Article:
The Museum of Fine Arts in Houston has hosted “The Houston Penetrable,” an exhibition dedicated to the Venezuelan artist Jesús Rafael Soto (1923-2005).
Recognised in his lifetime as a pioneer in the landscape of modern art, curators and scholars are now beginning to revisit Soto’s posthumous impact on the history of art — an international trend that is illustrated by the artist’s prominent feature in solo and group shows throughout Europe and North America.
Born in Venezuela in 1923 and based, after 1950, in Paris, where he exhibited alongside Alexander Calder and Jean Tinguely, Soto made over 25 Penetrables in his career; he died in 2005, at 81.
A blend of geometric abstraction, Minimalist sculpture and playground, these simple grids of colorful PVC tubing were usually suspended from free-standing frames and often placed outside. Soto always considered them ephemeral, and only a handful have survived the inevitable wear and tear.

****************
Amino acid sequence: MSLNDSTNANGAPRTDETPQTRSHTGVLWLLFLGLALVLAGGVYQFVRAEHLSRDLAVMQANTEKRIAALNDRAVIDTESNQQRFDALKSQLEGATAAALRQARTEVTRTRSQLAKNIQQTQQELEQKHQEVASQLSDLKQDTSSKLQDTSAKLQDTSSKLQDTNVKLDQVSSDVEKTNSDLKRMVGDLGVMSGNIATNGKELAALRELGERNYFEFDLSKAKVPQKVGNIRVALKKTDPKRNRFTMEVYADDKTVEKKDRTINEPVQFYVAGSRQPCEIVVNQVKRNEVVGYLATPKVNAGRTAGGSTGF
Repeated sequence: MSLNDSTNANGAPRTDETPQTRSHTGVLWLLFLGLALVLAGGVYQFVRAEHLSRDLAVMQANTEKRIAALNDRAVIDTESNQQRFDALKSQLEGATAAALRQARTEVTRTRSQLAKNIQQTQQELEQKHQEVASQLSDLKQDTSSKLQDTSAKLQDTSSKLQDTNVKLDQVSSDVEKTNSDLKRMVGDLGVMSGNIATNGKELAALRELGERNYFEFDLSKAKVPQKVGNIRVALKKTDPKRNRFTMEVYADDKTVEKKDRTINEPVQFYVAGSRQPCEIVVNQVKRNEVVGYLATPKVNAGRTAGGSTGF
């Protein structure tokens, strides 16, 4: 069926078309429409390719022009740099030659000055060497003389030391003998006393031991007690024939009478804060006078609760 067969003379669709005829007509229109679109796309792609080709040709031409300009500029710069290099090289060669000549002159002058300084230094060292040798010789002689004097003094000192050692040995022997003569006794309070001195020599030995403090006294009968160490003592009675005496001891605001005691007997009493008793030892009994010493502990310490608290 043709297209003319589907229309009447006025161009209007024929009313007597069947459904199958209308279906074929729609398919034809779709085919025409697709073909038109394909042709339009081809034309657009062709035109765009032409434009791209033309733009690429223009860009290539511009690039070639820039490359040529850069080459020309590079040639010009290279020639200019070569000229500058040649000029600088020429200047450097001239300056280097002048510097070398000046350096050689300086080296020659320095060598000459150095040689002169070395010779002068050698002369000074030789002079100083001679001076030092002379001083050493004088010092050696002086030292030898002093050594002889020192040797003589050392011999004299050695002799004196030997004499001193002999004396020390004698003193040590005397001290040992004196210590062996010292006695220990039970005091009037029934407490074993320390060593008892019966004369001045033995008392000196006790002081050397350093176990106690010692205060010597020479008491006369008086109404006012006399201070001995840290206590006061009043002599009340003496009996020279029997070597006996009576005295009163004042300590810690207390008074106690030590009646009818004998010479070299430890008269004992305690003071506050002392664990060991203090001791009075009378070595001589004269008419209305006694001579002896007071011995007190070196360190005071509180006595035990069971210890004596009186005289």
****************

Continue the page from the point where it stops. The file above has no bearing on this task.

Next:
With a simple abstract-geometrical vocabulary, Soto developed an innovative artistic language with which he articulated immaterial elements and sensible states. Time, space, movement, and energy become perceptible values through dynamic, pulsating compositions that engage viewers in an interactive exchange.
Ethereal and pristine, “The Houston Penetrable,” is an art installation where sixty visitors at a time are allowed into its sea of 24,000 glistening clear PVC tubular strands hanging nine metres from ceiling to floor and spanning the open mezzanine. Floating within is an orb of radiant yellow created by strands painted to compose a perfect ellipse. Viewers can activate the perceptual maze of vibrating light and colour by playing among the tubes, as the work’s artist intended.
The Houston Penetrable is completed only by the viewer’s participation. Intended to be touched, handled, and waded through, the strands compose a floating yellow orb on a transparent background. The 24,000 PVC tubes, individually hand-painted and tied, hang two stories high, from the ceiling to the floor, in the Museum's Cullinan Hall.